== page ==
Dis-linkOne of my favorite words in the context of Foreign Corrupt Practices Act (FCPA) enforcement is dis-link. I find it a useful adjective in explaining how certain conduct by a company must be separated from the winning of business. But it works on so many different levels when discussing the FCPA. Last week I thought about this concept of dis-linking when I read the second Opinion Release of 2014, that being 14-02. One of the clearest ways that the Department of Justice (DOJ) communicates is through the Opinion Release procedure. This procedure provides to the compliance practitioner solid and specific information about what steps a company needs to take in the pre-acquisition phase of due diligence. However, 14-02 directly answers many FCPA naysayers long incorrect claim about how companies step into FCPA liability through mergers and acquisitions (M&A) activity.

From the Opinion Release it was noted that the Requestor is a multinational company headquartered in the United States. Requestor desired to acquire a foreign consumer products company and it’s wholly owned subsidiary (collectively, the “Target”), both of which are incorporated and operate in a foreign country, never issuing securities in the United States. The Target had negligible business contacts in the US, including no direct sale or distribution of their products. In the course of its pre-acquisition due diligence of the Target, Requestor identified a number of likely improper payments by the Target to government officials of Foreign Country, as well as substantial weaknesses in accounting and recordkeeping. In light of the bribery and other concerns identified in the due diligence process, Requestor also detailed a plan for remedial pre-acquisition measures and post-acquisition integration steps. Requestor sought from the DOJ an Opinion as to whether the Department would then bring an FCPA enforcement action against Requestor for the Target’s pre-acquisition conduct. It was specifically noted that the Requestor did not seek an Opinion from the Department as to Requestor’s criminal liability for any post-acquisition conduct by the Target.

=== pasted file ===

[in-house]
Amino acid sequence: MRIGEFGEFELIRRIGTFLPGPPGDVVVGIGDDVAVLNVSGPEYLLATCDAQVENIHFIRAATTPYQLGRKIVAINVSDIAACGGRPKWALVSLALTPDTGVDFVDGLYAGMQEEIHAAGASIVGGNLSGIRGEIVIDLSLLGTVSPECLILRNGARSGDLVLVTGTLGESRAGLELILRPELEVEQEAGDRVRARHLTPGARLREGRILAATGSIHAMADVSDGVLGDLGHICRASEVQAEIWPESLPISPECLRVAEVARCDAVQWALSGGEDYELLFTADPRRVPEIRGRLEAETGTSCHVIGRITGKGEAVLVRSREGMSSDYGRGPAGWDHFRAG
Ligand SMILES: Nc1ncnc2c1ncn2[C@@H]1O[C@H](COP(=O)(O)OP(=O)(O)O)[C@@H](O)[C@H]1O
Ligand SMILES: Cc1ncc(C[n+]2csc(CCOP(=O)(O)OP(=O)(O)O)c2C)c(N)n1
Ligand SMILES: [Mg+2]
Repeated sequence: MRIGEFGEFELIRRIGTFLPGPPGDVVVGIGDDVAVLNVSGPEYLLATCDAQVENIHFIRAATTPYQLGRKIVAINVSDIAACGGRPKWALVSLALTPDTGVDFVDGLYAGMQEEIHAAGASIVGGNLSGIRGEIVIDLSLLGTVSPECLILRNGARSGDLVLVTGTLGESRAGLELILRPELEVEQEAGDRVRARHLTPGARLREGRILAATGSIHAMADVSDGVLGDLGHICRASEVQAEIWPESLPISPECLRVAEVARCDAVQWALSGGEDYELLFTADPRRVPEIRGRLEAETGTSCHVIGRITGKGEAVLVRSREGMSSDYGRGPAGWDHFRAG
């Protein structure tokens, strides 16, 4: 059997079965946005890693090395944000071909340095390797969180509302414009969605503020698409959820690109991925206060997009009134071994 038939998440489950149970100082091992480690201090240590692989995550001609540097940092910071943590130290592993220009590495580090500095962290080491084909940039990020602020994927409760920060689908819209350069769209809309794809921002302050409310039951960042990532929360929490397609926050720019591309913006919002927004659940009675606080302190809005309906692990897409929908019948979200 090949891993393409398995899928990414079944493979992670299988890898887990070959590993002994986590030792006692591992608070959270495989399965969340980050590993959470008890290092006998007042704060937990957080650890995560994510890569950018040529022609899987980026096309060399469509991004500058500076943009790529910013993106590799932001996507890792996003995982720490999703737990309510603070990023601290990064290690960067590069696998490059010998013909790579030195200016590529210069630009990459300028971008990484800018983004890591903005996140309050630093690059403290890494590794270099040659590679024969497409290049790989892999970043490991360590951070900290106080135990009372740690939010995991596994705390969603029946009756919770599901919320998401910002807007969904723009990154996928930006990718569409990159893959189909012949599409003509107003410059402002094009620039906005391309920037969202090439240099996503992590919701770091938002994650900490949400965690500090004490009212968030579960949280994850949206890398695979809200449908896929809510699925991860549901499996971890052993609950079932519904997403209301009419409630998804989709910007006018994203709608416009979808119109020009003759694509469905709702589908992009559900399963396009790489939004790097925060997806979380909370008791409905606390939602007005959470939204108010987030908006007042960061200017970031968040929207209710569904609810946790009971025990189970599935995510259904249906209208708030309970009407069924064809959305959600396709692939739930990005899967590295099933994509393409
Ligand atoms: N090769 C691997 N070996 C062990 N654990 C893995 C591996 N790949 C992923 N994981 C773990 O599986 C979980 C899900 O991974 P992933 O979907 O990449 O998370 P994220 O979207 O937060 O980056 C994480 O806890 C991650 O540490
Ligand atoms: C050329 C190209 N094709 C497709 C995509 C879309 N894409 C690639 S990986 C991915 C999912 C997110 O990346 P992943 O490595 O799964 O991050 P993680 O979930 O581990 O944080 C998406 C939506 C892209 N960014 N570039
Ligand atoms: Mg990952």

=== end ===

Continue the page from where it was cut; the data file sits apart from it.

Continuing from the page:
Improper Payments and Compliance Program Weaknesses

In preparing for the acquisition, Requestor undertook due diligence aimed at identifying, among other things, potential legal and compliance concerns at the Target. Requestor retained an experienced forensic accounting firm (“the Accounting Firm”) to carry out the due diligence review. This review brought to light evidence of apparent improper payments, as well as substantial accounting weaknesses and poor recordkeeping. The Accounting Firm reviewed approximately 1,300 transactions with a total value of approximately $12.9 million with over $100,000 in transactions that raised compliance issues. The vast majority of these transactions involved payments to government officials related to obtaining permits and licenses. Other transactions involved gifts and cash donations to government officials, charitable contributions and sponsorships, and payments to members of the state-controlled media to minimize negative publicity. None of the payments, gifts, donations, contributions, or sponsorships occurred in the US, none were made by or through a US person or issuer and apparently none went through a US bank.